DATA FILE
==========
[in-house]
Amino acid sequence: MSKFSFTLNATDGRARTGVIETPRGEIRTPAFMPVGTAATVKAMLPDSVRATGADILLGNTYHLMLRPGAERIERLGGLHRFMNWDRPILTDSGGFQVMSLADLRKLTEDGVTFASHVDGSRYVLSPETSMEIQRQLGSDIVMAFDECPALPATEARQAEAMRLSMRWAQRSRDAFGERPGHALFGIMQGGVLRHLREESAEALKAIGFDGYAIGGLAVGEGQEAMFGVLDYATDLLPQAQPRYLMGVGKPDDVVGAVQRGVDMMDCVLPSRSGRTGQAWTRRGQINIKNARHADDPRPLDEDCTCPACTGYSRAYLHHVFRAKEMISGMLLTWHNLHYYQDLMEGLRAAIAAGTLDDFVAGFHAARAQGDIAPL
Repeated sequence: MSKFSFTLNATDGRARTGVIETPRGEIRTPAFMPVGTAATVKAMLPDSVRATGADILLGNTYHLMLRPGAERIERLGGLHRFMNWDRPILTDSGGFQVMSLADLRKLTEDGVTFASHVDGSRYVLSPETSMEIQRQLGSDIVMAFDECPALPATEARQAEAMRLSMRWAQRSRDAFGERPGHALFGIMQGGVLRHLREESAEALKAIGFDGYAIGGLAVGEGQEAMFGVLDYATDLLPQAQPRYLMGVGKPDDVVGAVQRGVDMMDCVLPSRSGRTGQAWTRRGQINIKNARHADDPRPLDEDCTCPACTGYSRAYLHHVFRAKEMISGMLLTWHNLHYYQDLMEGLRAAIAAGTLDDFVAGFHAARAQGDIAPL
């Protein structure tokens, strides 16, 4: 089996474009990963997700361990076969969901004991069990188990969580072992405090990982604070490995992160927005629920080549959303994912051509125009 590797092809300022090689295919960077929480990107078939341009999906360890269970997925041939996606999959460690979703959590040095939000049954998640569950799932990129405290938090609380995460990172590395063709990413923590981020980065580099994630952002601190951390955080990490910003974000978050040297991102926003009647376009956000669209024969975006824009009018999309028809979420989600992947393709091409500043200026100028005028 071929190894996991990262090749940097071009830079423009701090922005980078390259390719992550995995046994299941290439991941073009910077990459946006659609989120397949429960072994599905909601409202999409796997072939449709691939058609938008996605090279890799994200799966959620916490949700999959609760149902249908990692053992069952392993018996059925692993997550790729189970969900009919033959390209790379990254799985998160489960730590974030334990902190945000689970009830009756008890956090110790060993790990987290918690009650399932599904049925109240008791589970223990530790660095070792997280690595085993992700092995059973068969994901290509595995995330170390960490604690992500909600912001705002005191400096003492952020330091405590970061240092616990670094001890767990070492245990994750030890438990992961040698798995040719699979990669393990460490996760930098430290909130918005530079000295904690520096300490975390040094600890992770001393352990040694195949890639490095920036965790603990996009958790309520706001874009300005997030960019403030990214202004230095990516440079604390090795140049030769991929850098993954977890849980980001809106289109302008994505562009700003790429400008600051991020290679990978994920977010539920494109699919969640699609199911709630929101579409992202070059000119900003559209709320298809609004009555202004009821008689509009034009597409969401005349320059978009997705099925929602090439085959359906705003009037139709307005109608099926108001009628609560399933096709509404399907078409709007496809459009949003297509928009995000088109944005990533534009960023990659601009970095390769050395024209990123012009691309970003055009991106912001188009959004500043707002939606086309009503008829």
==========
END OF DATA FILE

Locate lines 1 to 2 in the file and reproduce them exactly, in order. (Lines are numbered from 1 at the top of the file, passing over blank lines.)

[in-house]
Amino acid sequence: MSKFSFTLNATDGRARTGVIETPRGEIRTPAFMPVGTAATVKAMLPDSVRATGADILLGNTYHLMLRPGAERIERLGGLHRFMNWDRPILTDSGGFQVMSLADLRKLTEDGVTFASHVDGSRYVLSPETSMEIQRQLGSDIVMAFDECPALPATEARQAEAMRLSMRWAQRSRDAFGERPGHALFGIMQGGVLRHLREESAEALKAIGFDGYAIGGLAVGEGQEAMFGVLDYATDLLPQAQPRYLMGVGKPDDVVGAVQRGVDMMDCVLPSRSGRTGQAWTRRGQINIKNARHADDPRPLDEDCTCPACTGYSRAYLHHVFRAKEMISGMLLTWHNLHYYQDLMEGLRAAIAAGTLDDFVAGFHAARAQGDIAPL